Michelle Rempel Garner: On justice denied for the Yezidi people
While many politicians and activists have been happy to be photographed with Yezidi survivors, efforts to bring the perpetrators of the genocide to justice has been glacial
By: Michelle Rempel Garner
It was a brutally cold day in December when 200 people, including parents and their children, gathered for lunch in a northeast Calgary community centre.
This particular gathering happened alongside hundreds of similar events in the lead-up to the winter holidays, so it shouldn't have been a remarkable occasion.
But it was.
Many of the people in that room had beat incredible odds to get there, alive, with children to boot.
That's because the room was filled with people from a religious and ethnic minority — the Yezidi people — that had survived a genocide less than a decade ago.
On August 3, 2014 — nine years ago — in a hot plain in Northern Iraq, on the other side of the world from that room in Calgary, Islamic State militants overran the Yezidi's indigenous territory of Sinjar. It took only a few days for Islamic State militants to kill, kidnap, or displace most of the global population of Yezidis.
The Yezidis have long been persecuted by their neighbours in the Middle East, accused of, among other crimes, “devil worship” — although this slander is profoundly incorrect. ISIS has never had much tolerance for religious minorities, however, and the Yezidi became the victims of extraordinary atrocities including the capture and sale of thousands of young women into sexual slavery, the kidnapping and forced conversion of Yezidi children, and mass killings.
The question the world then faced was, would the genocidaires succeed in their attempt to eradicate the Yedizi people and their way of life, or would the global community take action?
On the ninth anniversary of the Sinjar massacre, the answer to that question is still uncomfortably clear.
The world was slow to recognize that genocide had taken place when confronted with clear evidence. Even the Canadian government initially defeated a 2016 motion to declare the massacre to be a genocide. It took several more attempts and incredible pressure from people like the now-Nobel Prize-winning genocide survivor Nadia Murad to get the government to change its course.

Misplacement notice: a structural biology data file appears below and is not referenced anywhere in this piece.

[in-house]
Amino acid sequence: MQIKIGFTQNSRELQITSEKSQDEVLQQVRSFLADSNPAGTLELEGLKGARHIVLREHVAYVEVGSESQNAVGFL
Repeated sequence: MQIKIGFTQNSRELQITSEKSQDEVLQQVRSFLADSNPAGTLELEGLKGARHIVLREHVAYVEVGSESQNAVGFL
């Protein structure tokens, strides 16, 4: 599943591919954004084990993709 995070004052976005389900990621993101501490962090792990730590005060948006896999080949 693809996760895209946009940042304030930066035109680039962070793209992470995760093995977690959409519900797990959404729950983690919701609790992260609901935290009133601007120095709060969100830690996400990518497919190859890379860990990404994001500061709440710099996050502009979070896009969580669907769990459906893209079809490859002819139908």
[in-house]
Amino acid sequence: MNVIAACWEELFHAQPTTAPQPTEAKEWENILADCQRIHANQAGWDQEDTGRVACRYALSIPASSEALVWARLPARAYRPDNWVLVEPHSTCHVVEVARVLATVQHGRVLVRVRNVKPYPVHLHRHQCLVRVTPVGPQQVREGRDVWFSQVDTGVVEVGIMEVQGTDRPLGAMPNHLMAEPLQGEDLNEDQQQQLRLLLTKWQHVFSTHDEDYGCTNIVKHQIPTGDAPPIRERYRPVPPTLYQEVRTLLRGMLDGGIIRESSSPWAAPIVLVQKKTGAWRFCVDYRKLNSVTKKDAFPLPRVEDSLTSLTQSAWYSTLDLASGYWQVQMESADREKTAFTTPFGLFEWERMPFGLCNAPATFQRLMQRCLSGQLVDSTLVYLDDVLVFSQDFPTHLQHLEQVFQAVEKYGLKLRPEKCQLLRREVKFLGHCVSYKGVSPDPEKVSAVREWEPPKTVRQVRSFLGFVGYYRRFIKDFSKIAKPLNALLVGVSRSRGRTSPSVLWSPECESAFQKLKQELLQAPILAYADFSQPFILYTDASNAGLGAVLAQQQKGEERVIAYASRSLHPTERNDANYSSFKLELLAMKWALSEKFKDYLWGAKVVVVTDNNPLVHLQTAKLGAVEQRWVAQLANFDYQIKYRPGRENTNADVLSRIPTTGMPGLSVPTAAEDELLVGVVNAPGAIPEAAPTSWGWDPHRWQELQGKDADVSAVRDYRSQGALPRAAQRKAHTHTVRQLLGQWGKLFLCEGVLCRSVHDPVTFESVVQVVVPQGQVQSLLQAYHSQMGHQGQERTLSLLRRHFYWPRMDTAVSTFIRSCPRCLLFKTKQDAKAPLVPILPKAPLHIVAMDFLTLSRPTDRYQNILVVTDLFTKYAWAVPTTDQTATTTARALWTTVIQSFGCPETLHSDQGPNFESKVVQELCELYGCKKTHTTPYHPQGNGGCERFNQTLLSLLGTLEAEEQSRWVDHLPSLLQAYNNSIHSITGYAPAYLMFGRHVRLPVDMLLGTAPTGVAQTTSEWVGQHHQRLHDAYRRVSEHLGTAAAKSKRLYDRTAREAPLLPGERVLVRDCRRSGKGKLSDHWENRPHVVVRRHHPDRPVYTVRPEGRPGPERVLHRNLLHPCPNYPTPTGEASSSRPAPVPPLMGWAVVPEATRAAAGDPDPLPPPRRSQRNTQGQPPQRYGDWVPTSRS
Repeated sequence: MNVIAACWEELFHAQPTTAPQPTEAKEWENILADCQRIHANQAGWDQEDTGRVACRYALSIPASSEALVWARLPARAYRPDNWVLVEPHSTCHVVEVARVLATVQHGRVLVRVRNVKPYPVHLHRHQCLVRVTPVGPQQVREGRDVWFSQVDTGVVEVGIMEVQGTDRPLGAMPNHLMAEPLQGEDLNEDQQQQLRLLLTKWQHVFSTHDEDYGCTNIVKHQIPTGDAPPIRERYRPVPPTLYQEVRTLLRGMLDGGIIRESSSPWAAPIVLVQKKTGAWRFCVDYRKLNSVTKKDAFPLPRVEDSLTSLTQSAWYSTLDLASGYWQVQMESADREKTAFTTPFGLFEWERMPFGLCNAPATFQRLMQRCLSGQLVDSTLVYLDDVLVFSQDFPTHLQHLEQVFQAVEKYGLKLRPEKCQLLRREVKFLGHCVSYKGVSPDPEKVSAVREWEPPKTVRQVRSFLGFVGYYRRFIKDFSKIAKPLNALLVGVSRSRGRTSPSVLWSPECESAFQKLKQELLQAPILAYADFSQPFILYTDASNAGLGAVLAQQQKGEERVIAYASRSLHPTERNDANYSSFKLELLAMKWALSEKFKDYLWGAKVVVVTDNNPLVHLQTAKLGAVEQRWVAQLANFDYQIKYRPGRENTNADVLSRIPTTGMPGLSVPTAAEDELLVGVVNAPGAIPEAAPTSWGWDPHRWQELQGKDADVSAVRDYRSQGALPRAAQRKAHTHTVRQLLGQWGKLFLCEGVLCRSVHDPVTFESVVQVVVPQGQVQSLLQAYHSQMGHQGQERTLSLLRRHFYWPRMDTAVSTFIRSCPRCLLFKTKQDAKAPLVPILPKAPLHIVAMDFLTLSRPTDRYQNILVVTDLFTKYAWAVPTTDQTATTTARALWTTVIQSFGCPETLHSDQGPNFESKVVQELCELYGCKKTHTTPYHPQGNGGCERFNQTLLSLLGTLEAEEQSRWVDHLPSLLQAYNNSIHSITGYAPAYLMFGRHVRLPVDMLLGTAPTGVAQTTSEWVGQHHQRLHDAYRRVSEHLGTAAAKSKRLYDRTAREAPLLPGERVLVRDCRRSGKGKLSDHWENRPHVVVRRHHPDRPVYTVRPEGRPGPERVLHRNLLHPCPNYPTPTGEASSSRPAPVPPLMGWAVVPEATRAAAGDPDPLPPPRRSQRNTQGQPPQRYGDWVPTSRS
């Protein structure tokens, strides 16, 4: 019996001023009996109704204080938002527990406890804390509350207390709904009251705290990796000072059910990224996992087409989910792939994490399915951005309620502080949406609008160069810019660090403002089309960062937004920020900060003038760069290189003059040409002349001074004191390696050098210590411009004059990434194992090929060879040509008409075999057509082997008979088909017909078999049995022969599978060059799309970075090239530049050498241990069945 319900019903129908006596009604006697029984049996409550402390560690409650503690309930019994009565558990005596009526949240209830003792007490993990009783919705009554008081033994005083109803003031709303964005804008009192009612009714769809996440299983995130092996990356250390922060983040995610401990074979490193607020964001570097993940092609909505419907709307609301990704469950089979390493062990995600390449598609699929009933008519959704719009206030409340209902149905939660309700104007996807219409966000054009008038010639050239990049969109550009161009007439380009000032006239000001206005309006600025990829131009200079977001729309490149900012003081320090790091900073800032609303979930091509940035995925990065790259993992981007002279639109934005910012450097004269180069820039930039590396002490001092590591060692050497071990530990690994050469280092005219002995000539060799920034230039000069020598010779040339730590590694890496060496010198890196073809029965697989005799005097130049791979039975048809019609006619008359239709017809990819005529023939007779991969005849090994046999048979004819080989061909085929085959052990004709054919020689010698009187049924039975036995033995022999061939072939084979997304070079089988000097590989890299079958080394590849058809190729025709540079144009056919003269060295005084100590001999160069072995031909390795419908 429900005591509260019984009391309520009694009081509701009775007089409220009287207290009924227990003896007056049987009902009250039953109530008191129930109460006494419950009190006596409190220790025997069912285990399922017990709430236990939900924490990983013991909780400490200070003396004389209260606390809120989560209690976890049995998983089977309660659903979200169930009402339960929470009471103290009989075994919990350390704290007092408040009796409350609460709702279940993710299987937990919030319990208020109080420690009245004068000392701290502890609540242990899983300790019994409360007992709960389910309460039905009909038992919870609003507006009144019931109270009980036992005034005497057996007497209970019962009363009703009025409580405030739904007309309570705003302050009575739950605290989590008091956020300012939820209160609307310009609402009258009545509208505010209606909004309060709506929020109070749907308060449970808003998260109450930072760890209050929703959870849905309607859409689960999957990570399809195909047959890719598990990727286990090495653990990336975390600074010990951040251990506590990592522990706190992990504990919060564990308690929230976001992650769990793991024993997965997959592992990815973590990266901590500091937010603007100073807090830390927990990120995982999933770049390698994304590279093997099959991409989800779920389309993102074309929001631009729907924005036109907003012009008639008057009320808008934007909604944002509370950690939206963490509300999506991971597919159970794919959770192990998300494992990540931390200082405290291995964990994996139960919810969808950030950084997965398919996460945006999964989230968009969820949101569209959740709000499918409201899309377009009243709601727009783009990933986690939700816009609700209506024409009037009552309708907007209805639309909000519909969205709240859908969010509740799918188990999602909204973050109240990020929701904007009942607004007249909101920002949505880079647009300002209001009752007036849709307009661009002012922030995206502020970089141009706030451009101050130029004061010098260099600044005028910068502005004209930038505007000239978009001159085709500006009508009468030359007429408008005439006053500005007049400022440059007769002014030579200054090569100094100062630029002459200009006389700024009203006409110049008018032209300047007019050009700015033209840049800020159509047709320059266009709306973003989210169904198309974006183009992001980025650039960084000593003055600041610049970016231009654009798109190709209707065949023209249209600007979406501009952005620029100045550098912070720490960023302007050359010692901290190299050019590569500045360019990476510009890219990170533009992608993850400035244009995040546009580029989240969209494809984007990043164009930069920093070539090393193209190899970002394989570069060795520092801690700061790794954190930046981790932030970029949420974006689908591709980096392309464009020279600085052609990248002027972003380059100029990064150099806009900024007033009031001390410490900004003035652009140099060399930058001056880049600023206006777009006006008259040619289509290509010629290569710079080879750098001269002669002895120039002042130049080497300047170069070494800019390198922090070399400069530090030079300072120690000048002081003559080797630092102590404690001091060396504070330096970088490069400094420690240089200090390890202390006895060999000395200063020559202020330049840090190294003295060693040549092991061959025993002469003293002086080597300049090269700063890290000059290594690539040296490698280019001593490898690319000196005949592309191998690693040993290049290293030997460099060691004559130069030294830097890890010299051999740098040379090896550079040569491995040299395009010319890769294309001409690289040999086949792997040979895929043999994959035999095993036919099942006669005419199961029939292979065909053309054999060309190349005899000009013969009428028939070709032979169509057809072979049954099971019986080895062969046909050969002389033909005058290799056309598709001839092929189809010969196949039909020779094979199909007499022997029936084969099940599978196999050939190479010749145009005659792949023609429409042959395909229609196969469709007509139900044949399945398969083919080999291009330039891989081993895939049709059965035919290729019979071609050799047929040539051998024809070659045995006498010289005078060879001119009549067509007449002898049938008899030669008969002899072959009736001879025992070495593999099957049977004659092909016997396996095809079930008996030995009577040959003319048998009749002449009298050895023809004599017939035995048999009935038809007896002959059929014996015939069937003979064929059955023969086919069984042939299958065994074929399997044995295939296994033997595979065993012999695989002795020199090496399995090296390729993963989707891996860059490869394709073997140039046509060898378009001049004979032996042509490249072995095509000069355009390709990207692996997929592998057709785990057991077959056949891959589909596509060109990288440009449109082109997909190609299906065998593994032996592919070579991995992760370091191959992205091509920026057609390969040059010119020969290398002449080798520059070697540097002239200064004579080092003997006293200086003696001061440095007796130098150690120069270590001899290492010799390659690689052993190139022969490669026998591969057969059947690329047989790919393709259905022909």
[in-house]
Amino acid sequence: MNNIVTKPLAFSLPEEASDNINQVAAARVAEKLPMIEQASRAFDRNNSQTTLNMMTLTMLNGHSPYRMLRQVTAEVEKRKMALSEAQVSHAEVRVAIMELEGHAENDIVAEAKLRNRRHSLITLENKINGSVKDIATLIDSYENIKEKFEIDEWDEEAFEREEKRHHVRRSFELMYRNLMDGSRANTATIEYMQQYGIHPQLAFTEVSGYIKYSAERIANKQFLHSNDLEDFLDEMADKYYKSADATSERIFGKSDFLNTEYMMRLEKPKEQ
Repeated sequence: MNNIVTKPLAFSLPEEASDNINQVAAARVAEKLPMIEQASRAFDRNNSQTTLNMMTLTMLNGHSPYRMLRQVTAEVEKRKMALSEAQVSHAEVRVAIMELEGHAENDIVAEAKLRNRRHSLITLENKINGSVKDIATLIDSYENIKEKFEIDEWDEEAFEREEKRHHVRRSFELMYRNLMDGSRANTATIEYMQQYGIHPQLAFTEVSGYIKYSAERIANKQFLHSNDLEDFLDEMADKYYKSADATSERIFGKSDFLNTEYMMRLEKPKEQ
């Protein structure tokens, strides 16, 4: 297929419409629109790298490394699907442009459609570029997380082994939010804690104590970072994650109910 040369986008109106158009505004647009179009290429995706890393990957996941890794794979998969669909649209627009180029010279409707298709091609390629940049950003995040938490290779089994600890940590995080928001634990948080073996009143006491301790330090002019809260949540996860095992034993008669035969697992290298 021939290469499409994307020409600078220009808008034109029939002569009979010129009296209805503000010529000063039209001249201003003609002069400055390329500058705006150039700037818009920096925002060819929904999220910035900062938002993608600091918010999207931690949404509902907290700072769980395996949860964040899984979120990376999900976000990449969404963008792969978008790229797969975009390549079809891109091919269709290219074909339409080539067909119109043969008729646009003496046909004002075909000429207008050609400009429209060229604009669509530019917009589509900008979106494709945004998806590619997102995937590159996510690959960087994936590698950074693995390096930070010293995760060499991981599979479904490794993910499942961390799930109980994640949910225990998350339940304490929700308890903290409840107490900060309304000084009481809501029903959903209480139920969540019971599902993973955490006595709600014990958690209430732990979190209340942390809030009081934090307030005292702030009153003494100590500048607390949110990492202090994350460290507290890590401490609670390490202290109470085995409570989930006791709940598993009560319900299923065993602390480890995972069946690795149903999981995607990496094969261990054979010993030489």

And in the years that have past since, while many politicians and activists have been happy to be photographed with Yezidi leaders like Nadia Murad, efforts to bring the perpetrators of the genocide to justice has been glacial and mostly ineffectual. The International Criminal Court's initial ruling was that it was too difficult to do anything about the issue. Today, few of the countless perpetrators and enablers have faced consequence.
Further, while some countries like Canada welcomed a smattering of survivors, hundreds of thousands remain in refugee camps, as their homeland still has not been secured; nor has adequate international assistance been provided to rebuild near places where mass graves now sit. Meanwhile, reports of widespread discrimination against the Yezidi in these camps persist.
The community faced many other unnecessary indignities during the nine years since the initial massacre. In Canada, Yezidis have pleaded with the federal government not to repatriate Islamic State extremists, particularly since so few have been brought to justice for their role in the genocide. Despite their pleas, Canada has re-patriated dozens of women and children connected to ISIS.